An aspiring art student in the mid-1960s Robert Williams had his first epiphany when he became art director for the infamous custom car builder, Ed “Big Daddy” Roth. Infested with Roth’s high-octane machines leching after lubricious babes, he next effortlessly merged with the rebellious, anti-war cabal of the early underground comix scene in San Francisco, joining forces with Robert Crumb, Gilbert Shelton, S. Clay Wilson, Spain Rodriguez, Victor Moscoso and Rick Griffin to form Zap Comix. R. Crumb eventually got assimilated—you can find his cartoons in the New Yorker, for chrissakes, but to this day Robert Williams remains the outsider’s outsider. He’s still beyond the pale—and proud of it. Which is why the hip cognoscenti treasure his gnarly creations—among them Nicholas Cage, Leonardo Di Caprio, Ed Ruscha, Matt Stone, Debbie Harry, Artie Shaw, Yoko Ono and Pink. They know sublime trash when they see it.

Who put “lowbrow” into the fine arts lexicon? He did, with his brain-jangling 1979 book, The Lowbrow Art of Robert Williams—a mayhem-splattered, babe-sprinkled road map that kick-started West Coast outlaw culture and instantly spawned a mangy horde of graphically demented, motorpsycho slavering, midway-trolling meta-artists. Now you know who to thank for that garish psychedelic split-screen porn palette and tasteless Frostee Freeze imagery that pops its ugly zit-plastered head up everywhere you don’t wanna look.

And as if that weren’t enough, in 1994 he founded the infamous art chronicle JUXTAPOZ, which now has a circulation greater than any other art magazine—100,000 and climbing. Take that, snooty Artforumniks!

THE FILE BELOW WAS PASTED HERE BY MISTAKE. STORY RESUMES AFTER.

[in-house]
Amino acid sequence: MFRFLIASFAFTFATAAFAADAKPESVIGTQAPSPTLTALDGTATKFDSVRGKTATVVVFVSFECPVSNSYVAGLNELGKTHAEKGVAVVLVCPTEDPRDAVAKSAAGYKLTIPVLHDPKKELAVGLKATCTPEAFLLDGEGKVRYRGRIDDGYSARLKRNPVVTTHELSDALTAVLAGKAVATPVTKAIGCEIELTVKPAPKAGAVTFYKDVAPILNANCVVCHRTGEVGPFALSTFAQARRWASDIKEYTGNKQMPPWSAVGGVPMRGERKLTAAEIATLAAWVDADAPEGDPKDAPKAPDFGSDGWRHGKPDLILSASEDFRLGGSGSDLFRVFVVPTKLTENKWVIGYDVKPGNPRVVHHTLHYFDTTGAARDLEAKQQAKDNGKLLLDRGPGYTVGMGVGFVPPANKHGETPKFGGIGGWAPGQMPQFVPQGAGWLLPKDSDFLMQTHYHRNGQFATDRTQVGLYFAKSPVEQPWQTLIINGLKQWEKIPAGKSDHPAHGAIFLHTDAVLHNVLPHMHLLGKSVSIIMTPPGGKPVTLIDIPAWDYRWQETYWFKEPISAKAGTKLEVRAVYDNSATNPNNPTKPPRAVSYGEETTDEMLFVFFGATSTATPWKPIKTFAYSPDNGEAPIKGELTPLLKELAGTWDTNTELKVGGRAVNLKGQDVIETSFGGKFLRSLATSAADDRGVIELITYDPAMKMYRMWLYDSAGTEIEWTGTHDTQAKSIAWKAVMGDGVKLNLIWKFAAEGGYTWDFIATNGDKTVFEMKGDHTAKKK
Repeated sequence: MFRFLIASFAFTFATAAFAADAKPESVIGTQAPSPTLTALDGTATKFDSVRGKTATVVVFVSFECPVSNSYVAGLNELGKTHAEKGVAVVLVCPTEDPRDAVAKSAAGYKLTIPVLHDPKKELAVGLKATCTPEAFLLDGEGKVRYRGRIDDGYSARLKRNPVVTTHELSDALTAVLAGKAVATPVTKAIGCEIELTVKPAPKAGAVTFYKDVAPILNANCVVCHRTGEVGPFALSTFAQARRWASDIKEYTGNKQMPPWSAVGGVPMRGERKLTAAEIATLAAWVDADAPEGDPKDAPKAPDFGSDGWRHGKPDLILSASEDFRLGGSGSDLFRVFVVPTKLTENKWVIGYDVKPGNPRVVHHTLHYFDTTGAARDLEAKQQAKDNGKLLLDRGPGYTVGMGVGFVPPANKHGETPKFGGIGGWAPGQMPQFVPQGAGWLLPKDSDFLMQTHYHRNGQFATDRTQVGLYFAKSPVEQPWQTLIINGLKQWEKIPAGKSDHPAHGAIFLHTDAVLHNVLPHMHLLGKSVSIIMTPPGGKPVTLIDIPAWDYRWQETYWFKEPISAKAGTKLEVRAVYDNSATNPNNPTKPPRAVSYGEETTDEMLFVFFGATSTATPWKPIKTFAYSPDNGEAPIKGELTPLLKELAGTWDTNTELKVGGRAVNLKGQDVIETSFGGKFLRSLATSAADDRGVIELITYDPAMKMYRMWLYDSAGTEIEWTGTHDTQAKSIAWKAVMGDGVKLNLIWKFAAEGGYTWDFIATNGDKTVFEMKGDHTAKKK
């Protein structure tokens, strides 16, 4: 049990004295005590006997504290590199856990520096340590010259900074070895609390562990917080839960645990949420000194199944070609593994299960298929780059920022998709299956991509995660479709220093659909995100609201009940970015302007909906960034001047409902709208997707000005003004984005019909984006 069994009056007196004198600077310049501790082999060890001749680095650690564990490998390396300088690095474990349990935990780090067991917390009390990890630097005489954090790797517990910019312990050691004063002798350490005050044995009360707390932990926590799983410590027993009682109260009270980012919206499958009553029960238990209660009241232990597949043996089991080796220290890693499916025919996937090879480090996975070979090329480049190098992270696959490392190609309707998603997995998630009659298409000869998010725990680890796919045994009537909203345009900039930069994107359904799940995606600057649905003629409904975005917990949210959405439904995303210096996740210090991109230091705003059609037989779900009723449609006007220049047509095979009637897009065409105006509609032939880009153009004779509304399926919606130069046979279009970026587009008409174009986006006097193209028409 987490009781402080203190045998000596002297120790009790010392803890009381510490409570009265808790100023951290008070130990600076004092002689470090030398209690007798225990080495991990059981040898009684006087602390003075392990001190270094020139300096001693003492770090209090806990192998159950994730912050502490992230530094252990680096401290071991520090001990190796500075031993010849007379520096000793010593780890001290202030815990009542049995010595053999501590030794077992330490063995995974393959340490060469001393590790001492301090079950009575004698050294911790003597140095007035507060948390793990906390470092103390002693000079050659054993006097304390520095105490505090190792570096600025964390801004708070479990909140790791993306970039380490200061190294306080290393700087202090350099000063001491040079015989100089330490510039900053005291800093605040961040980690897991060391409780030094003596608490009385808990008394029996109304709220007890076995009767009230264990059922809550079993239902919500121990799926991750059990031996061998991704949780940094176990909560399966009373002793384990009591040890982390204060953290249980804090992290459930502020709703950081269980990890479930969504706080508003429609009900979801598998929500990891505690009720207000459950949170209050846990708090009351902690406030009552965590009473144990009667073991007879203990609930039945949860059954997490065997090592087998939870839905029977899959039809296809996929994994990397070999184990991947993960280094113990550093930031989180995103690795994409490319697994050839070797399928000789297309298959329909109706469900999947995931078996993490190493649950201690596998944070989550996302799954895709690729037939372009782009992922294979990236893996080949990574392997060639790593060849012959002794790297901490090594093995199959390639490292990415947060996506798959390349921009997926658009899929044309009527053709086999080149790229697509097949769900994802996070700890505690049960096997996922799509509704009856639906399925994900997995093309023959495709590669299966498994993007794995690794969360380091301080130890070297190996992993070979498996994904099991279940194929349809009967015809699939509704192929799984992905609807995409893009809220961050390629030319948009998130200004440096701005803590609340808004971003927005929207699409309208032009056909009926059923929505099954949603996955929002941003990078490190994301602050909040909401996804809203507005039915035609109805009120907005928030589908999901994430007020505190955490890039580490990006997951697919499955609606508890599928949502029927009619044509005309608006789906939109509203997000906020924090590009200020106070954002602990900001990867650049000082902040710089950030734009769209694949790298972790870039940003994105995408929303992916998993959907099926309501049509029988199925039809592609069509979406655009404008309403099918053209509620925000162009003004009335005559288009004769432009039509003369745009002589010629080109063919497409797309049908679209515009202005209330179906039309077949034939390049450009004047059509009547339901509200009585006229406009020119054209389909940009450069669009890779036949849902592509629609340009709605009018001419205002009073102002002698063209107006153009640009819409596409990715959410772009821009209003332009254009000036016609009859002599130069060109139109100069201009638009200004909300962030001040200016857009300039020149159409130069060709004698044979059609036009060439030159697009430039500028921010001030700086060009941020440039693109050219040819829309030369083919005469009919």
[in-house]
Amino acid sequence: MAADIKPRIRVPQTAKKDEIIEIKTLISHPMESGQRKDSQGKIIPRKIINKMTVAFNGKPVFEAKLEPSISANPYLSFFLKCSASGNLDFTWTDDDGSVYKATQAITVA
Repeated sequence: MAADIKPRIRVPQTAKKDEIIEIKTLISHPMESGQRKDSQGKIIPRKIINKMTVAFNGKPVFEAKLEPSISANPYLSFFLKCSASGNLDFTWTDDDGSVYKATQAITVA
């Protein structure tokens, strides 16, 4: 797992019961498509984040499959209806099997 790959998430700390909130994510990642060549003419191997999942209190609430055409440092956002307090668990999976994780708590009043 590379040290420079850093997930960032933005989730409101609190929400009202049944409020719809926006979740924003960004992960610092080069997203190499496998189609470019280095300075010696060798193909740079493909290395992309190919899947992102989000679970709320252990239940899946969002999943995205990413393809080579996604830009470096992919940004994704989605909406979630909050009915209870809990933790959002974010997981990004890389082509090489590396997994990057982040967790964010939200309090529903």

As addicted as he is to dumpster diving in cultural trash bins, Robert Williams doesn’t just ingeniously re-animate pop-cult debris, there’s also quantum physics in there—trust me—as well as Freudian fetishism, Escher-Riemann special conundrums plus a kind of irreverent rape of European art—the lurid Id let loose in the museum, grabbing snatches of Picasso, Dalí, Gaudi, de Chirico, and Bosch like a hyena snapping up bones. With his gratuitous morphing of high and low, the distance between fine art and Kustom Kar culture collapses in the atomizing vision of Robert Williams.

Beware, desultory gallery visitor, because his art isn’t just gaudy, grizzly, psychotic, and image-guzzling; it’s also highly infectious. Once seen, it goes directly into your bloodstream—and there’s no known antidote, aesthetic or otherwise to this stuff. It seers your eyeballs, makes your knees freeze, your liver quiver, and turns your synapses into a freeway off-ramp.
Any questions?

Explanatory Nomenclature: Manic Dangers Lie Hidden In Hobbies That Stimulate Mental Detachment, Causing Bookworm Dementia When The Out-Of-Body Psyche, In A State Of Libidoless Ecstasy, Trips The Trigger That Springs A Parallel Dimension Nerd Snare.

Poolroom Title: Only Postage Stamp Hording Acne Pickers Put Dimes In Their Penny-Loafers.

Robert Williams describing “The Brain Trap” (oil on canvas, 1997).